LMNOP...QLE? Your Quick Guide to Qualifying Life Events

Posted October 18, 2018 by Miranda Geraci-Yee in Benefits and Perks
Getting married? Having a baby? Find out about qualifying life events, which allow you to get a special enrollment opportunity to change your health coverage outside of the annual open enrollment period.

Once a year, during open enrollment, you get to choose what kind of health insurance coverage you need and who’s on your policy. After you make those selections, they remain locked in for the entire plan year… with a few exceptions.

These exceptions are triggered by what are called Qualifying Life Events (QLEs). In this post, we break down what you need to know about QLEs.

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What’s a Qualifying Life Event?

A qualifying life event is the only way to get an opportunity to make changes to your health insurance outside of the open enrollment period. QLEs are usually marked by big moments in your life (think marriage, baby, change in job, etc.) and are the only situations that will open a Special Enrollment Period. These types of momentous life events give you the option to change your health insurance plans to meet the needs of your life shift.

There are four main types of qualifying life events: loss of health coverage, changes in household, changes in residence, and miscellaneous. This isn’t a complete list, but here are some common QLEs that could lead to a chance to amend your health coverage:

  • Marriage
  • Birth of a child
  • Adoption of a child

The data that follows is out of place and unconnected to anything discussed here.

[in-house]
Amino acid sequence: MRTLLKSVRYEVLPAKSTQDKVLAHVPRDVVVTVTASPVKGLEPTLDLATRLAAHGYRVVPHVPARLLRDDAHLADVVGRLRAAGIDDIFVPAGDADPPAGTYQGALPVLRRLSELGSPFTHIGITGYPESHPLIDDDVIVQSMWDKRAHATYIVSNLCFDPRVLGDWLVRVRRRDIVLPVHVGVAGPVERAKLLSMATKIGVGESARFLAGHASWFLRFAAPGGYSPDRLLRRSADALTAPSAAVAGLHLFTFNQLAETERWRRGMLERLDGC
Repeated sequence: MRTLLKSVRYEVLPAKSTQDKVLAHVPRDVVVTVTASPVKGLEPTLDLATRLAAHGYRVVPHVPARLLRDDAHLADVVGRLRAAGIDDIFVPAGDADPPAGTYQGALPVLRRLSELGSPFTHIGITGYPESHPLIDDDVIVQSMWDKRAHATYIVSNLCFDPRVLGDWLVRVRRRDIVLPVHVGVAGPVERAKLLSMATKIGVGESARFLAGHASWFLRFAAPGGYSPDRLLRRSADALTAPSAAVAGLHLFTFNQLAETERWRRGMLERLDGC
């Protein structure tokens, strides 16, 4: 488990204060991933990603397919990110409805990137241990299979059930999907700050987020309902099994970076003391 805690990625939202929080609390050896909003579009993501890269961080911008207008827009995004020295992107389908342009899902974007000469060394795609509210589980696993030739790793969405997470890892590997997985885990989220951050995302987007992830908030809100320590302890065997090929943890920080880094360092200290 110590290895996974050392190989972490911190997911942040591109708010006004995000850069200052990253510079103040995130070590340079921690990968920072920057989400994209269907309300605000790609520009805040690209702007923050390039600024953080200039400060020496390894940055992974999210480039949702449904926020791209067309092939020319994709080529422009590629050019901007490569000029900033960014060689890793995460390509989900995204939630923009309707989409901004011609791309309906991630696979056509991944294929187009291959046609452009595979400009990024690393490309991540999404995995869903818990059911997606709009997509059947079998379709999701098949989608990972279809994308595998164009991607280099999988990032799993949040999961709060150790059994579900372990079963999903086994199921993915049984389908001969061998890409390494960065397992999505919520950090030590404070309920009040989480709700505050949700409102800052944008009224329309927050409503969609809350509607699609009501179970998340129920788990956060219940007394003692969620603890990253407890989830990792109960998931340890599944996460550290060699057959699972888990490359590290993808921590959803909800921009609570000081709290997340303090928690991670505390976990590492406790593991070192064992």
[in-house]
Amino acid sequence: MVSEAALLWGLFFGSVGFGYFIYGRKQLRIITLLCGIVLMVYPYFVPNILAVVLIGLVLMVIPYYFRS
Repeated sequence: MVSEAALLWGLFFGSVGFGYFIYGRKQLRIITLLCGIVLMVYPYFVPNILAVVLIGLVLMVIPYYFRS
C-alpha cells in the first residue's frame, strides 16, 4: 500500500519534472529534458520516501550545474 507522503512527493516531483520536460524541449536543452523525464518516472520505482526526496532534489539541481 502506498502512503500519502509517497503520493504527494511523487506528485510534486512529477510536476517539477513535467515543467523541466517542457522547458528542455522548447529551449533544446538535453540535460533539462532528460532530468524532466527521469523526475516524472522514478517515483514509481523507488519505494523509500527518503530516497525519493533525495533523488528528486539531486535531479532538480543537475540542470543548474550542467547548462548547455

• Separation/divorce
  • Death in the family
  • Employee turns 26 (and loses prior coverage under parent's/guardian's plan)
  • Involuntary loss of previous coverage

What Do I Do if I Have a QLE?

In most cases, you’ll be given the option to change your plans completely (depending on what is offered by your employer) or add/drop spouses and dependents. You usually have 30-60 days from the date of the qualifying life event to file for a change in coverage, so it’s important to keep that timeline top of mind if you’re prepping for one of those big life changes.

When filing, you may have to provide documentation to your employer or health insurance company for proof of the QLE. Some examples may include a birth or marriage certificate, filed court papers, or a letter stating loss of coverage.

You may have to provide documentation to your employer or health insurance company for proof of the QLE.

The type of documentation required is specific for each QLE, so make sure you know exactly what papers you need to amend your health insurance plans. If you’re on Justworks, then you can request a change in coverage and upload the necessary documentation right in our app, making the process easy and seamless.

Generally, once your qualifying life event is verified and the first premium on your new plan is paid, you can start using the coverage. For Justworks customers, new plans go into effect the first of the month of the QLE. So for example, if your QLE is on November 14, the coverage will backdate to begin on November 1.

What Should Employers Know About QLEs?

As an employer, it’s important to adjust payroll when an employee changes coverage with a QLE. For example, if an employee gets married and wants to add their spouse to their medical coverage, you’ll have to withhold the proper amount from their wages. In addition, there’s a change in tax liability that must also be reflected in payroll.

Related Article: Need Help Picking an Outsourced HR and Payroll Solution? Get This Guide

Working with a benefits and payroll solution like Justworks can be a big help in making sure you cross all the t’s and dot all the i’s. Checking with your tax professional is always advisable as well.

We’re all bound to encounter a QLE or two — it’s just a part of life. Having a better understanding of what to expect on the administrative end of these big changes can help make those qualifying life events easier to handle for employees and employers alike.

This material has been prepared for informational purposes only, and is not intended to provide, and should not be relied on for, legal or tax advice. If you have any legal or tax questions regarding this content or related issues, then you should consult with your professional legal or tax advisor.